When honeymooning in Bavaria, be careful not to linger long in counties controlled by vampires, like the unfortunate couple in 1963's The Kiss of the Vampire. One of the few 60s Hammer vampire films not to feature Christopher Lee or Peter Cushing, it's still a nice journey into that unmistakeable Victorian world of saturated colour.
Well, they have a car so I guess it might be Edwardian. Gerald (Edward de Souza) and Marianne (Jennifer Daniel) Harcourt lose their way on vacation and end up out of petrol on some desolate road. The first sign of trouble is when Marianne senses something awful in the woods while she's left to wait like a target on top of the car.
They stay at a local inn where the proprietor (Peter Madden) and his wife (Vera Cook) are friendly but oddly apprehensive. There's also the strange Professor Zimmer (Clifford Evans) who has little to say beyond urging the couple to leave immediately. But before long they're offered the irresistible invitation to dine with the local lord in his lavish manor, a Dr. Ravna (Noel Willman).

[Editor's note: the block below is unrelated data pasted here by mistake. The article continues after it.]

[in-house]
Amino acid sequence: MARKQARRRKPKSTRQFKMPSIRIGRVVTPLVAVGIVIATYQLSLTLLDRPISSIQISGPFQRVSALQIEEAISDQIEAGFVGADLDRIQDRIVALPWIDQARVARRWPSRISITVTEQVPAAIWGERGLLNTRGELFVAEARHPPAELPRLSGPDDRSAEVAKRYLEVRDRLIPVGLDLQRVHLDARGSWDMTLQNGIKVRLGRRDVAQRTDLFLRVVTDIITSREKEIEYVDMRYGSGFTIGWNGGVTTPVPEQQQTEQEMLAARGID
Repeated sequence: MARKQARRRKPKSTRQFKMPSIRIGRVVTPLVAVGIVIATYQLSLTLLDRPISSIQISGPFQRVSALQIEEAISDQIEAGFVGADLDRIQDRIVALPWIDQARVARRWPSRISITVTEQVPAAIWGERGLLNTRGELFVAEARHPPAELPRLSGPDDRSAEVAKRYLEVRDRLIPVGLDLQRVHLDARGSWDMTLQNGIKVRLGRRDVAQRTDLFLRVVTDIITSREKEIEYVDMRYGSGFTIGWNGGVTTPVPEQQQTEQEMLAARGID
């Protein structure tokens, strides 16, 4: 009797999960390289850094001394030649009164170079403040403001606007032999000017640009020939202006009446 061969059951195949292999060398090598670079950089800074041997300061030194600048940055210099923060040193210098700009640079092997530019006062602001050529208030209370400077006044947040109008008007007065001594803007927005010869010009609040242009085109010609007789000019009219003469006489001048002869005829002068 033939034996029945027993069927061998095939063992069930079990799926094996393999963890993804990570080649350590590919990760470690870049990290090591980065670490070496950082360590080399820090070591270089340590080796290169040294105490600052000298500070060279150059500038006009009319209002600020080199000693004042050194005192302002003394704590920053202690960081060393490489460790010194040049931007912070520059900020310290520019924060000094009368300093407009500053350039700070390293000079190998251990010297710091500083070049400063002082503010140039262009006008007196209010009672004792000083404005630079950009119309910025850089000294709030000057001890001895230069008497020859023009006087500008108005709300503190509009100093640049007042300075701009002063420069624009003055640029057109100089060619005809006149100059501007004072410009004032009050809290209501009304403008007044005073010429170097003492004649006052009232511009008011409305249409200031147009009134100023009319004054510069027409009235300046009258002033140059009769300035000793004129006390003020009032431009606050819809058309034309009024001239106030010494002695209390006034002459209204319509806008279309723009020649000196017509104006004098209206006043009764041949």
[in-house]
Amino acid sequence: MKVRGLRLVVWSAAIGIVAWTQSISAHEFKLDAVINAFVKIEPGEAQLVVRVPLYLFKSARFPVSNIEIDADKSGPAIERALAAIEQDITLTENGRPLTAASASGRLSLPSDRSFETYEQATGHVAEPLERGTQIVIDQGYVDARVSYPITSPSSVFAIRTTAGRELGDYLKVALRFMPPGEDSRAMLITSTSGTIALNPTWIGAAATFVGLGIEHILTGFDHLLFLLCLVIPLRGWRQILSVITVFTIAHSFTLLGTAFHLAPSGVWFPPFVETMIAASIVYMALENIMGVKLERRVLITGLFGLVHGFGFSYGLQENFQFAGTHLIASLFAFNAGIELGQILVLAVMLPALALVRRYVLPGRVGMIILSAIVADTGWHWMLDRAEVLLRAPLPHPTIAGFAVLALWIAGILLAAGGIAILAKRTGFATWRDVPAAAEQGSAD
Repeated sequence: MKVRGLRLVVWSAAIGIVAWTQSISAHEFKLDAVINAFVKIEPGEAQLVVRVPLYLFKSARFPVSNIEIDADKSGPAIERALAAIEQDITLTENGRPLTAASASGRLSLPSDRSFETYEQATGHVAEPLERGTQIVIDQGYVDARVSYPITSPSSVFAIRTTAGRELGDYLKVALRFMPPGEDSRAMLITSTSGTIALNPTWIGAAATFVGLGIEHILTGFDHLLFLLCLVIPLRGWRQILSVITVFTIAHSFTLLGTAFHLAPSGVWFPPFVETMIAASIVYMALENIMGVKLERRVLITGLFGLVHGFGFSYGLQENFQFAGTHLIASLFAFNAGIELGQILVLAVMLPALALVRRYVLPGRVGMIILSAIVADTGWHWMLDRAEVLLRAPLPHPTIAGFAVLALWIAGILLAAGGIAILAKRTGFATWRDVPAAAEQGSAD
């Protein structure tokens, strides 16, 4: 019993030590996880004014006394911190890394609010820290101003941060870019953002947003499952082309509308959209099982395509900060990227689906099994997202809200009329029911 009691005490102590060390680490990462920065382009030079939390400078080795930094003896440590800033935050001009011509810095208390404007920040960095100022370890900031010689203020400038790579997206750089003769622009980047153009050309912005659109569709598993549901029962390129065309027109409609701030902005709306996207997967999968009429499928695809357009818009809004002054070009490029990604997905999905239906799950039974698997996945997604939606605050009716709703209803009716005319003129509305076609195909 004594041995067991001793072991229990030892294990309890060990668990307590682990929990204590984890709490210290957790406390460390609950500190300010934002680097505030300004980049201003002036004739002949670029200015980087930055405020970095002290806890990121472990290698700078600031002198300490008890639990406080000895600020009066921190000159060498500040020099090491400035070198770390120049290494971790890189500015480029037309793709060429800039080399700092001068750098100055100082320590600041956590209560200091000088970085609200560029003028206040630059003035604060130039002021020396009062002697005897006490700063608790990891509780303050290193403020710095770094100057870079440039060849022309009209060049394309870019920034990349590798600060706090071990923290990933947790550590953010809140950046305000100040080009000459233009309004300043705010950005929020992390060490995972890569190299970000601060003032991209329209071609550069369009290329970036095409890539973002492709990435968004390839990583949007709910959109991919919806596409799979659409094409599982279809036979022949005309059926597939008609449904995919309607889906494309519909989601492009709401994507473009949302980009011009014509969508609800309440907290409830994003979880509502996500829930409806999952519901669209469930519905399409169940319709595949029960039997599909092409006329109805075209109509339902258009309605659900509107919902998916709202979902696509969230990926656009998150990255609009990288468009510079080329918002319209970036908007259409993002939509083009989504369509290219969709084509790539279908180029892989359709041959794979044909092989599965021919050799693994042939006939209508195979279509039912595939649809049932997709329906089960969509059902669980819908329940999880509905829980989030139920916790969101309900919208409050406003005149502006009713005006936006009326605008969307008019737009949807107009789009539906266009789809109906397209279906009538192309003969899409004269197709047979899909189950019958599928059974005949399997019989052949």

Gerald and Marianne are cute and utterly guileless. There's no sinful subtext to their personalities or many layers at all but they're oddly enjoyable to watch, like a pair of gerbils. The vampires don't spring their trap until an impressively creepy masquerade ball, though none of the vampire characters are very well defined and their motivation for not killing some people whose death would really be in the blood suckers' best interests is never clear. Carl (Barry Warren), Dr. Ravna's vampire son, has kind of an intense stare and there's a nice scene where Marianne seems to become entranced by his piano playing.
There's also a young vampire woman named Tania (Isobel Black) whose mischievous facial expressions could have been exploited better. But it's a fun bunch of vamps.